To you, what makes a great trance tune?
Well for me, everyone likes something different from the next. So it’s important to make your own sound. Whatever makes you happy! That’s what I feel anyway. Because I miss hearing happy driving grooving trancing sounds. We don’t hear as much as we used to, some people may say it’s a bit on the lighter side, but those people like it darker, simple as that. I just want the people who like my sound to be happy, that’s what it’s all about. Giving music to people, so they can dance in front of the speaker for hours with a big smile on their faces.
You’ve spent a large chunk of time in the studio recently, do you have any tips for would-be producers?
Keep learning, it never ends. There are so many products on the market, so choose wisely. I choose to buy the software over an unreliable crack version. I’m currently using Cubase 6 with Native Instruments Bundle, FiltersFabfilter Total Bundle, Izotope Ozone Plugin and a recent cool one the DADA Sausage Fat. I used to own a lot of outboard in the past, but don’t find I need it so much anymore with all the available soft synths and samples around. Maybe one day I’ll find something neat, but for the moment I’ve held on to my Roland MC-505.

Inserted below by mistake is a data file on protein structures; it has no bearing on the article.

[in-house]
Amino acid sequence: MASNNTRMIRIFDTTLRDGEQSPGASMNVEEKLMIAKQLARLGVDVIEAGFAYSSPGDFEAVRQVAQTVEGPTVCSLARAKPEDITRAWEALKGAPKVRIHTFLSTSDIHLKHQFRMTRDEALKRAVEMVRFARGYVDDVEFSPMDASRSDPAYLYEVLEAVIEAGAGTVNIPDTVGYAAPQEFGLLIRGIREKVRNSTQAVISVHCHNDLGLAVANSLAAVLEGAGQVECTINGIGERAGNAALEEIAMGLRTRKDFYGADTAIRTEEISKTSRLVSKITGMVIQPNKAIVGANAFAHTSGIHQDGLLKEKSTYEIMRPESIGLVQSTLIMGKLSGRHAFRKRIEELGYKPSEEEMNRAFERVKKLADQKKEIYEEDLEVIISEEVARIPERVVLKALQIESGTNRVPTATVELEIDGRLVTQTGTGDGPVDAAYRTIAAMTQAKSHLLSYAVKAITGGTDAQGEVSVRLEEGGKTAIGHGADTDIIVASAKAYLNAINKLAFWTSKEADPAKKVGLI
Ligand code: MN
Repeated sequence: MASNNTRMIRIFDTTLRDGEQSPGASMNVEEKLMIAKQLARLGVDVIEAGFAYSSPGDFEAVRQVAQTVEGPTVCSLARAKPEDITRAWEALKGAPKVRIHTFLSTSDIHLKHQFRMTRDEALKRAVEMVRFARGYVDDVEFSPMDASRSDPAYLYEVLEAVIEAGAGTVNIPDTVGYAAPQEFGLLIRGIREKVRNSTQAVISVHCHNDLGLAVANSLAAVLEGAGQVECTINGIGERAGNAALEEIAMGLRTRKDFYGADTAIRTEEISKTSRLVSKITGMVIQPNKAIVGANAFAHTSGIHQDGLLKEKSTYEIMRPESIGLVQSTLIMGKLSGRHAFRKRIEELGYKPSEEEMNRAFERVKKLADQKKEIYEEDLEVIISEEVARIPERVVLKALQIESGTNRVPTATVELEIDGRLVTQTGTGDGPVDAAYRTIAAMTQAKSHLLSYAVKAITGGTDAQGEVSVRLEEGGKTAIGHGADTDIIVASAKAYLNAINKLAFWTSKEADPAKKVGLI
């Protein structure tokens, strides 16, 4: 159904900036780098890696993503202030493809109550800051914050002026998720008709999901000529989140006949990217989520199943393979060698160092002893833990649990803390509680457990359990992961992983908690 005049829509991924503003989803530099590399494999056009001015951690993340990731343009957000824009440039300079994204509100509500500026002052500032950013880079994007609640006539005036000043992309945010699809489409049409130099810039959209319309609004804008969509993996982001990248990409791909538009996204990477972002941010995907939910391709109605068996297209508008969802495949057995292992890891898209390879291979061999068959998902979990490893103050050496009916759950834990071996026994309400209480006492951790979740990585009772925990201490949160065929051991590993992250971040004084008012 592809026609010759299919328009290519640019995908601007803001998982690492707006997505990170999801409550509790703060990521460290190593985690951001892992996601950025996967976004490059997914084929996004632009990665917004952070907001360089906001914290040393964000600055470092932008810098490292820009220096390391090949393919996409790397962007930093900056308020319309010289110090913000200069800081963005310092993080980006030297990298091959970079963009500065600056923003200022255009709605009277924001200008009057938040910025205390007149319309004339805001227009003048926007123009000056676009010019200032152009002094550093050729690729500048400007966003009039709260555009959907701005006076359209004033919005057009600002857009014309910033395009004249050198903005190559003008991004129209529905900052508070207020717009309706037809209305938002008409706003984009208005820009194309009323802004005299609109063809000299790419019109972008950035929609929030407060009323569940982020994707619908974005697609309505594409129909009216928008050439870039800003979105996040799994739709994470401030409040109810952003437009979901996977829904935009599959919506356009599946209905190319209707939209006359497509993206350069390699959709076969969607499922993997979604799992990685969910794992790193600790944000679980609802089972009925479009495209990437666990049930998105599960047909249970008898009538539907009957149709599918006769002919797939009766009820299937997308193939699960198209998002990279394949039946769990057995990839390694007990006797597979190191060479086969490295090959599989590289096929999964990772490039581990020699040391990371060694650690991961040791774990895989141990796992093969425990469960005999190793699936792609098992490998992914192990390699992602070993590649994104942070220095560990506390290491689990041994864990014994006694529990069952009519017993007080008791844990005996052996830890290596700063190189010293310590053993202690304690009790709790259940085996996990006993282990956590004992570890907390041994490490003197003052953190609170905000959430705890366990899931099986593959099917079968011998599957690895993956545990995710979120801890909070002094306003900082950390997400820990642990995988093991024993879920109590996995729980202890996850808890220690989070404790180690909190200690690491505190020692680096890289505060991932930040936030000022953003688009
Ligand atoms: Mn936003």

You’ve just finished you debut album “My Son”. Why the title and what's the inspiration behind it?
My Son (Vinnie) is the real influence that kickstarted me into the production world of Psychedelic Trance - and about time it was too. Fortunately my beautiful partner Kamila (Djane Sati) has been very supportive in helping me to stay strong with head above water and pushing my drive forward. I sorted my out-of-date studio with current software at my studios in London “Psy Sushi”. And set my sites on making music that certain psychedelic trance fans were now missing from the scene. A bit old skool but most importantly something purely to dance to in front of the loudest speaker at the event.
What are your grand plans for 2013?
Let’s see how the new album plays out along with bookings for the year. I have lots of friends in the underground scene and I hope I can garner some support this way. I’ll write a few more EP’s and a couple more singles for other labels for now and from there start producing the 2nd album! Really want to work with some new artists on collaboration’s so in the future there will be some eye raisers! I have an open door policy for new talent.
And finally mate what have you learned from all you years of clubbing?
Wow what a question. I’ve learnt too many things. Some of it which I wouldn’t be able to mention for legal purposes. Knowing wink and the interview ends.
Champa debuts album ‘My Son’ is available on CD from the 1st March 2013 on psychedelic label Yellow Sunshine Explosion & Headroom Productions from Psy Shop and from the 14th March on Beatport and other digital download sites.
Images courtesy of CHAMPA. Not to be reproduced without permission.